In this day and age, we have seen the popularity and practice of the Spiritual Disciplines plumit. Sadly, even some Christians have put aside the importance of these practices replacing them with an unbiblical sense of freedom. As a church, I pray this series “Taste and See” continues to spark our love for the Gospel and in addition gives us an urgency for the ways God has provided for us to conform to Christ’s image. Our first message discussed reading and applying the Word of God.
Many of us know the Spiritual Discipline of reading and applying the Bible as a Quiet Time. Different names throughout church history have been used such as the Morning Watch, Personal Devotions, or even an Appointment with God. All of these names if taken in the best light represent what mature Christians should pursue when setting time aside to get in the Bible.
I know, a Quiet Time sounds kind of weird to some. Depending on your upbringing, it could also conjure up sentiments of legalism. But friends, a quiet time is exactly what we need to reflect on the Gospel. We need a time out from regular activities and a time to sit and be with Jesus and his promises. Since the beginning of creation, we have been wired for intimacy and communion with God. The Gospel has made that possible and God’s Word has made that tangible. Jesus died to reconnect us to God. 1 John 1:3-4 states, “what we have seen and heard we also declare to you, so that you may also have fellowship with us; and indeed our fellowship is with the Father and with his Son Jesus Christ. We are writing these things so that our joy may be complete”
Jesus also set the example for what communion with God looked like. No, there is not a required time we should pursue but that time should be prioritized. Jesus, though being the Son of God in the flesh sought time to pray. Mark 1:35 tells us, “Very early in the morning, while it was still dark, he got up, went out, and made his way to a deserted place; and there he was praying.”. We need time set apart to recharge in God. Vance Havner puts it this way, we must set apart before we fall apart.
As you set time aside this week to grow in God’s Word, consider these practical suggestions.
- Orient your heart. Don’t pursue God’s Word with a cold and callous heart. Pray and ask God to open your heart to be receptive to His Word. During this time, it would benefit us to have a respect, reverence, and awe of God’s Word. As I orient my heart, I am reminded of Psalm 63:1 “God, you are my God; I eagerly seek you. I thirst for you; my body faints for you”
- Arrange a time. If we do no set our priorities then someone else will. Pursuing the Spiritual Discipline is not about changing your calendar it’s about changing the orientation of your heart. We should seek the Kingdom of God first and foremost (Matthew 6:33). Set a time when you are most available and most alert.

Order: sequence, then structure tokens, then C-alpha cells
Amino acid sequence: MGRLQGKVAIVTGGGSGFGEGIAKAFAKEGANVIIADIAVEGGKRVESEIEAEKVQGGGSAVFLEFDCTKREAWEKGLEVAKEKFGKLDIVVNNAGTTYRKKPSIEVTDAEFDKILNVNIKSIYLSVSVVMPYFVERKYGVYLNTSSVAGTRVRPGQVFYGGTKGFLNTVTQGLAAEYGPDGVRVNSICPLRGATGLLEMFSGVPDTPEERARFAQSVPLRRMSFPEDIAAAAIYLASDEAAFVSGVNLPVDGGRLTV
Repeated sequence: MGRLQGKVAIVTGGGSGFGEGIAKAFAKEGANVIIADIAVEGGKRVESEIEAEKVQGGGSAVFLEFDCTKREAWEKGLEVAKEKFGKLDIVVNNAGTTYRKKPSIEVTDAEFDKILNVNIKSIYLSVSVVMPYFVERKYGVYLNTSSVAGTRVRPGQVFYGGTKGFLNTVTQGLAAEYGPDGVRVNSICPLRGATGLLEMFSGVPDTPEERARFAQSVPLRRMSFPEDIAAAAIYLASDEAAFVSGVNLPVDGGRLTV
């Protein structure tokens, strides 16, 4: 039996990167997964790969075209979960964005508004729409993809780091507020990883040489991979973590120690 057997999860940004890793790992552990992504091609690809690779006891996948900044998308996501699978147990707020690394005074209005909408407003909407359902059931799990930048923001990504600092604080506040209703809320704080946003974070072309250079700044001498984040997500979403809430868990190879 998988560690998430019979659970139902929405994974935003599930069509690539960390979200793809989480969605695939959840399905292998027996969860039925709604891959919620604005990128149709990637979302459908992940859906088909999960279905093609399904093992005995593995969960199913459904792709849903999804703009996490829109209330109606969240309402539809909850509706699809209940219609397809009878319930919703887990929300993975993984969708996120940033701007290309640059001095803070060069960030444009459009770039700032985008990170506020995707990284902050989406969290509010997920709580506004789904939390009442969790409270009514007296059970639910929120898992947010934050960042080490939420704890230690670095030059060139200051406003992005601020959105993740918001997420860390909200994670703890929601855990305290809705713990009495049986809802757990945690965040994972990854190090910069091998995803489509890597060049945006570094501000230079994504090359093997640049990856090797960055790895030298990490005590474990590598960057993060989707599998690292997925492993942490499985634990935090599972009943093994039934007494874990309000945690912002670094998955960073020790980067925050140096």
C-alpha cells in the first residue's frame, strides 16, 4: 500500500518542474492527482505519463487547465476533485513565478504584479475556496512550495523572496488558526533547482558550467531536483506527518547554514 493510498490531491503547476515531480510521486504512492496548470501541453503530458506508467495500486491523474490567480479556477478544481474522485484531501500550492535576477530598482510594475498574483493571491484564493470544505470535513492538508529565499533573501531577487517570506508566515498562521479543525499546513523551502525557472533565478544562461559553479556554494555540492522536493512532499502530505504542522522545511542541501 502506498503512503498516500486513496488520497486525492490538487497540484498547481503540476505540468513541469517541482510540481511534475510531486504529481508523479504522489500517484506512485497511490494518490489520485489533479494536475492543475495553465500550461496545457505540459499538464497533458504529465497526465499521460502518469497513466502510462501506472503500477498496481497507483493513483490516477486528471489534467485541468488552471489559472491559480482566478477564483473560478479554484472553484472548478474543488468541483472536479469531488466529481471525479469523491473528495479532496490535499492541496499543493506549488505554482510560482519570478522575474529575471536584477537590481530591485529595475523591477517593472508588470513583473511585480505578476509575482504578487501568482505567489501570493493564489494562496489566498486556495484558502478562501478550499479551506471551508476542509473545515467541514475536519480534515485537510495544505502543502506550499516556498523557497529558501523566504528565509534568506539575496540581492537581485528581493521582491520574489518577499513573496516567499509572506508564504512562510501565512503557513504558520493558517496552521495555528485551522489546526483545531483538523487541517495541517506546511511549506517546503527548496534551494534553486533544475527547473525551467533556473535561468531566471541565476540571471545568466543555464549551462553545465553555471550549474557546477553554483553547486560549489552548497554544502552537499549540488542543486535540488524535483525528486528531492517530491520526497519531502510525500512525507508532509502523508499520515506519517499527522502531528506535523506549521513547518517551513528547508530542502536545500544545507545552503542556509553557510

- Choose a Plan. Pick a Bible reading plan, book of the Bible, or portion of scripture that you will dedicate your time too. For a list of good Bible Reading Plans click here. For suggestions on starting a plan click here.
- Choose Your Tools. Studying God’s Word is like most endeavors of mastery. You must have good tools. I highly recommend a good Study Bible that will introduce the books of the Bible and give succinct notes for better understanding. My favorite options are the CSB Study Bible and the ESV Study Bible. In addition to a good Study Bible, I recommend a notebook or journal to record your observations, insight, prayers, and application.
- Assign Accountability. This step is pivotal. We must open our lives with Gospel transparency. Let people from your family, church, or community group in on your pursuit in God’s Word and let them encourage you. The wisdom of Ecclesiastes calls out “Two are better than one because they have a good reward for their efforts. 10 For if either falls, his companion can lift him up; but pity the one who falls without another to lift him up. Also, if two lie down together, they can keep warm; but how can one person alone keep warm? And if someone overpowers one person, two can resist him. A cord of three strands is not easily broken.” (Ecc. 4:9-12).
As you commit yourself to this lifelong journey remember we are commissioned for progress not perfection. Perfection and justification has already been given to us in Jesus. Every failure is met with a fresh new mercy in Jesus Christ. Prayerfully, God’s Word will remind you of his grace and urge you on to indulge yourself in His beautiful promises.
For God’s Glory,